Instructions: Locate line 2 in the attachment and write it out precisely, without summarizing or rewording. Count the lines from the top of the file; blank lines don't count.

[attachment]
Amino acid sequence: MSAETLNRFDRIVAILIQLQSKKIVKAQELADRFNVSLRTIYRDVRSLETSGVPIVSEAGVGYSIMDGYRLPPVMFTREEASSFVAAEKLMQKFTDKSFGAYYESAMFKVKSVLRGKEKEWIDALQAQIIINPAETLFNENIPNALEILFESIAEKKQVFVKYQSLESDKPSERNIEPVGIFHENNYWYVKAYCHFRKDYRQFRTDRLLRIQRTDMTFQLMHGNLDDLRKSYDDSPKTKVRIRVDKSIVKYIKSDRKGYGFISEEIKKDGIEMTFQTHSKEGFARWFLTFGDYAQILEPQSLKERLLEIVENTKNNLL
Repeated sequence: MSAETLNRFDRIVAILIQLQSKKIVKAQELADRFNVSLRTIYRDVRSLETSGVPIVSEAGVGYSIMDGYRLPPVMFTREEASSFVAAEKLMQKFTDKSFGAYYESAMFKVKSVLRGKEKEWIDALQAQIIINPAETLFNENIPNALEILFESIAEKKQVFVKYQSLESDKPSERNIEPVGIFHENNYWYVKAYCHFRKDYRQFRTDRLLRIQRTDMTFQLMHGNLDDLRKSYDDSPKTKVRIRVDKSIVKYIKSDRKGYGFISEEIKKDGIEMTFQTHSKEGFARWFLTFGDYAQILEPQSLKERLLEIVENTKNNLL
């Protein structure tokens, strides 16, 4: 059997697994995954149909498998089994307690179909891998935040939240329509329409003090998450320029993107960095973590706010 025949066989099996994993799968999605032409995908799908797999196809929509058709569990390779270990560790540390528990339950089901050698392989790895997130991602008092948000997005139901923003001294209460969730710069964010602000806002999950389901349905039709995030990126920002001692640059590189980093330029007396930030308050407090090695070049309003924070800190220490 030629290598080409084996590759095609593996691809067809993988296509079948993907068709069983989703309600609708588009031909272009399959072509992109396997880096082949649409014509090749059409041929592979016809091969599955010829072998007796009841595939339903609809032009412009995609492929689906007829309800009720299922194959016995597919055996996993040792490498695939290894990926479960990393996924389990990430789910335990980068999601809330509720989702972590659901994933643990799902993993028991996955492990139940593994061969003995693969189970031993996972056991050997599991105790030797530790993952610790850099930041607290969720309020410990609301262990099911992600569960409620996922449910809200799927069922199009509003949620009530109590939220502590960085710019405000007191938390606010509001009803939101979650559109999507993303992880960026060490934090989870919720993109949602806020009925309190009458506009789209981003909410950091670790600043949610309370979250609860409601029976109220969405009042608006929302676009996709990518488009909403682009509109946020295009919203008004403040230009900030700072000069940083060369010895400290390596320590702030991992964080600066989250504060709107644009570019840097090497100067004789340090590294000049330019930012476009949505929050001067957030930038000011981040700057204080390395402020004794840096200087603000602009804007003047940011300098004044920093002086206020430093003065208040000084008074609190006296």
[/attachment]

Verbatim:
Repeated sequence: MSAETLNRFDRIVAILIQLQSKKIVKAQELADRFNVSLRTIYRDVRSLETSGVPIVSEAGVGYSIMDGYRLPPVMFTREEASSFVAAEKLMQKFTDKSFGAYYESAMFKVKSVLRGKEKEWIDALQAQIIINPAETLFNENIPNALEILFESIAEKKQVFVKYQSLESDKPSERNIEPVGIFHENNYWYVKAYCHFRKDYRQFRTDRLLRIQRTDMTFQLMHGNLDDLRKSYDDSPKTKVRIRVDKSIVKYIKSDRKGYGFISEEIKKDGIEMTFQTHSKEGFARWFLTFGDYAQILEPQSLKERLLEIVENTKNNLL